Knowing what to do with your 401k can seem like a herculean task, especially for those who have little interest in analyzing the myriad of options made available in today’s retirement plans. However, the proverbial “the dog ate my homework” excuse won’t work when you get to retirement and didn’t bother to take full advantage of this valuable retirement vehicle, so here are a few tips to absolutely dominate your 401k!


The power of saving early and often is profound. Take two millennials, Lisa and Jim for example. Lisa begins saving $5,000/year at age 25 and continues until age 35 for a total contribution of $50,000. Jim on the other hand doesn’t bother to begin saving until age 35. From there he saves $5,000/year for 30 years until he reaches 65, contributing a total of $150,000 over 30 years.

So who has more money at age 65? Despite the fact that Jim saved $100,000 more money and did so for nearly 30 years, he would still end up with less money than Lisa who simply started saving early and often!

The takeaway? Start saving into your 401k now. As a millennial, your biggest asset is time! Try not to squander it.


Millennial Magazine- 401k

According to a recent study by Financial Engines, over 30% of those age 25-30 do not take full advantage of their employer match, meaning they do not contribute enough to their 401(k) to receive a matching contribution on behalf of their company.

Take for example, a millennial who is earning $60,000/year and works at a company that matches 50% of every dollar up to 10%. If that employee only contributes 5% a year or $3,000 they are missing out on an additional $1,500 that the employer would contribute if the employee bumped up their savings to 10%.

Balancing student loan payments, rent, utility bills, and still finding room to save into your 401k can be very difficult, but those that can find a way to squeak out an extra percent or two of their income into their retirement savings plan each year will be really glad they did.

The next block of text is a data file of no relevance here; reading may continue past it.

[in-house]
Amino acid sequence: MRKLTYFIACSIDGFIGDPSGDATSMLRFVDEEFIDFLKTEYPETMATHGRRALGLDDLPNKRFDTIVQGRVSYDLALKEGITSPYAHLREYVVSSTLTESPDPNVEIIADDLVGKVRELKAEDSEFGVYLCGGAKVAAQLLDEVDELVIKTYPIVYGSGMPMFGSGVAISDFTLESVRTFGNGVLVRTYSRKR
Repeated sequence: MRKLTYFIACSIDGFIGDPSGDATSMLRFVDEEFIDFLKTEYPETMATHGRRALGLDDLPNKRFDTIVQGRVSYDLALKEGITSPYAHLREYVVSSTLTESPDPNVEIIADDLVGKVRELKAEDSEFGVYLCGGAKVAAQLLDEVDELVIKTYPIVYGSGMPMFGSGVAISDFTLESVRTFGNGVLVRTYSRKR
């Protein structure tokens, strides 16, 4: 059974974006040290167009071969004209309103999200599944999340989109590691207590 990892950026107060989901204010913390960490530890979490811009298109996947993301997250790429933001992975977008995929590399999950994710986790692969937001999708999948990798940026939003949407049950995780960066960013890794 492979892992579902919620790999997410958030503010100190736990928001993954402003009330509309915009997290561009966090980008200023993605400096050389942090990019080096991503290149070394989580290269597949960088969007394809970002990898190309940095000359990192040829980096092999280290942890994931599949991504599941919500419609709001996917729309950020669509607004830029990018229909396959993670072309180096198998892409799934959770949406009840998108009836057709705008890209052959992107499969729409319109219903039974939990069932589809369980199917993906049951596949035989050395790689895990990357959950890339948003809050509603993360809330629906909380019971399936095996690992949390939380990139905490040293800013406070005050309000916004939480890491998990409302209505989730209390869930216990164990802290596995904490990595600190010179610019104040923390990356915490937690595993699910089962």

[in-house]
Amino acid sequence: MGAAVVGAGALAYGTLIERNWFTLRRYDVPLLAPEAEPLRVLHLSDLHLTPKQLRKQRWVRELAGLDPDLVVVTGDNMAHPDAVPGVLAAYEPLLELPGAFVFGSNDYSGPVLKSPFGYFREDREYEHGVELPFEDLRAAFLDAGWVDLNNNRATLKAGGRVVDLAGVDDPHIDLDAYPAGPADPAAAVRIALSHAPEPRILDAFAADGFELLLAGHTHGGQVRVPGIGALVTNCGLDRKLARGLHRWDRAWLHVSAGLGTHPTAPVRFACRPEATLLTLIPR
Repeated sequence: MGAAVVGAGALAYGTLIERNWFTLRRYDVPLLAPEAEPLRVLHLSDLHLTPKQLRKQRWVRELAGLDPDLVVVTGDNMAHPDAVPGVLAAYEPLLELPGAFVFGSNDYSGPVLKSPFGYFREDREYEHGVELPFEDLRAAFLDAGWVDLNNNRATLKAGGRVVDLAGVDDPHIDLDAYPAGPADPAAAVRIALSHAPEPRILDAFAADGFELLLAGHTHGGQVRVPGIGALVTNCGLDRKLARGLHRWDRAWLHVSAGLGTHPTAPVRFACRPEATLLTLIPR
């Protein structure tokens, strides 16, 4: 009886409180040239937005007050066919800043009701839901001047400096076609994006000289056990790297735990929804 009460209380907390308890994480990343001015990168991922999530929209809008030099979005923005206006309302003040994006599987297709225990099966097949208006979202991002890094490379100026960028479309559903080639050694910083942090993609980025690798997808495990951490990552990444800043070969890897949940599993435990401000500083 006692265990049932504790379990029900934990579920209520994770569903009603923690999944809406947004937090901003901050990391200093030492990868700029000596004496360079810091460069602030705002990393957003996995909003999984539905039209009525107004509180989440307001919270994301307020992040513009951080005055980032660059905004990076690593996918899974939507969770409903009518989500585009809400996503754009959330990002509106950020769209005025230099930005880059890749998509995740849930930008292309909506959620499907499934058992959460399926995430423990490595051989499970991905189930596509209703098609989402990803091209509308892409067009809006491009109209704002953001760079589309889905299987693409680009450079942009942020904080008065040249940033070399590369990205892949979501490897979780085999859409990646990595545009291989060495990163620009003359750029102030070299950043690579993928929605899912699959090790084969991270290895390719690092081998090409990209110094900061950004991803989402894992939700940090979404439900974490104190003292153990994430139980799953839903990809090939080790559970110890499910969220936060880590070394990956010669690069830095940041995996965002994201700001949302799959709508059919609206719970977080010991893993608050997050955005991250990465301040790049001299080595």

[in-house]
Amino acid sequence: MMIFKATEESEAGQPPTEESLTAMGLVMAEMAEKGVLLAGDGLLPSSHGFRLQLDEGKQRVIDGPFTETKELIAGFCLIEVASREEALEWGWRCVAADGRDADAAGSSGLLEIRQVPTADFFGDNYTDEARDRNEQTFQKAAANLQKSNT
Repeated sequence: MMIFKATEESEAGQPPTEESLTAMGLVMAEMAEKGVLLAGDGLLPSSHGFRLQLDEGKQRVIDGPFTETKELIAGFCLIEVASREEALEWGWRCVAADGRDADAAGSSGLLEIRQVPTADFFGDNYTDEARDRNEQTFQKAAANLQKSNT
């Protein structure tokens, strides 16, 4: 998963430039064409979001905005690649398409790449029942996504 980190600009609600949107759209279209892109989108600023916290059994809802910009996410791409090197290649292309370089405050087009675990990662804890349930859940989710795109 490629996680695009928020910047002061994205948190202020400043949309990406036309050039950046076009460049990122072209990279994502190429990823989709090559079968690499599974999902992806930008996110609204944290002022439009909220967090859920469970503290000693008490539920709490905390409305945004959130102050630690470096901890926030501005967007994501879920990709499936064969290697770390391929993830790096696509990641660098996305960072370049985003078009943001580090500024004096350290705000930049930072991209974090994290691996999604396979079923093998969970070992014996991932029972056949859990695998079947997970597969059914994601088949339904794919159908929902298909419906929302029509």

Fees can have a dramatic impact on the success of your 401k, yet 6 out of 10 employees didn’t even know they were paying anything for it. Every retirement savings plan has fees and making sure that they are appropriately priced for the services rendered is important.

A simple way to do this is to check out an online 401k fee analyzer. America’s Best 401k Fee Checker tool, which is a retirement savings plan provider spearheaded by Tony Robbins, an acclaimed personal finance expert is a great place to start. The tool even lets you forward the results to your company so that they can take action if needed.


Ever heard the saying “don’t put all your eggs in one basket?” They were talking about your 401k. Diversification serves as a buffer to lessen the impact of short-term market fluctuations. If you invest your money in a broadly diversified basket of stock and bond funds you are far less likely to see your money take large swings downward or even worse disappear, than you are if you simply put all your money into one fund. Many retirement savings plan options offer various types of diversification tools, some may help make a recommended allocation based on your age and comfort level with market fluctuations, while others have tools that will diversify your money for you (i.e. a Target Date Fund).


Millennial Magazine- 401k

First, don’t forget to rebalance, which is just a fancy way of saying to update your allocation every now and then to ensure that it remains balanced. For example, imagine you invested your 401k into 80% stock funds and 20% bond funds. After one year the stock market was up big and bonds had gotten hit hard.

Thankfully you were diversified to help weather some of the ups and downs, but it is likely that your stock funds have increased in value while your bond funds have decreased. This means that your allocation could now look more like 90% stock and 10% bond rather than the original 80%/20% breakdown.

Due to the inherent fluctuations of the market it is good to consider “rebalancing” at least once per year to ensure your allocation remains consistent with your comfort level.


Many large corporations allow employees to invest in their company stock through their 401k or through another type of retirement vehicle like an Employee Stock Purchase Plan (ESSP). This is oftentimes a great benefit, especially when the company is doing well, but don’t let the allure of purchasing company stock with pre-tax dollars or at a discount blind you to the risks.

Typically the rule of thumb is to never have more than 10%-20% of your investable assets tied up in your company stock, because in a worse-case scenario like Enron you could lose both your income and a large percentage of your assets in the blink of an eye.